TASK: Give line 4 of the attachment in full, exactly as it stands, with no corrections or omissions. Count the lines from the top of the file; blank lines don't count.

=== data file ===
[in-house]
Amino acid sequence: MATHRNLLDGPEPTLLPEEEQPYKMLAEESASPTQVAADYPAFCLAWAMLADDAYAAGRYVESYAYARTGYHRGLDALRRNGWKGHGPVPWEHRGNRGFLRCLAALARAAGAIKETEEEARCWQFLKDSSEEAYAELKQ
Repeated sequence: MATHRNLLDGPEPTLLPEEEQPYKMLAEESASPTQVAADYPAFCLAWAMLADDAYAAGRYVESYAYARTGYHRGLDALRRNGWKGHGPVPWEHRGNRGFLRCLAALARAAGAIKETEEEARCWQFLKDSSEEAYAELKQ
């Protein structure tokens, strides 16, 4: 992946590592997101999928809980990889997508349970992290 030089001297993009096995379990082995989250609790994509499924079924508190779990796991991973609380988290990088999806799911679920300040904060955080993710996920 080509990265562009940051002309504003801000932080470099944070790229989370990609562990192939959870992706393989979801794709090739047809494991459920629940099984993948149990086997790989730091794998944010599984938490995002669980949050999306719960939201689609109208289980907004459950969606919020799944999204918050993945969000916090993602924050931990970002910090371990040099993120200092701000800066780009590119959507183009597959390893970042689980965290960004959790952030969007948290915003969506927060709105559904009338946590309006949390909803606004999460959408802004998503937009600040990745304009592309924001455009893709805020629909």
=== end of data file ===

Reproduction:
């Protein structure tokens, strides 16, 4: 992946590592997101999928809980990889997508349970992290 030089001297993009096995379990082995989250609790994509499924079924508190779990796991991973609380988290990088999806799911679920300040904060955080993710996920 080509990265562009940051002309504003801000932080470099944070790229989370990609562990192939959870992706393989979801794709090739047809494991459920629940099984993948149990086997790989730091794998944010599984938490995002669980949050999306719960939201689609109208289980907004459950969606919020799944999204918050993945969000916090993602924050931990970002910090371990040099993120200092701000800066780009590119959507183009597959390893970042689980965290960004959790952030969007948290915003969506927060709105559904009338946590309006949390909803606004999460959408802004998503937009600040990745304009592309924001455009893709805020629909």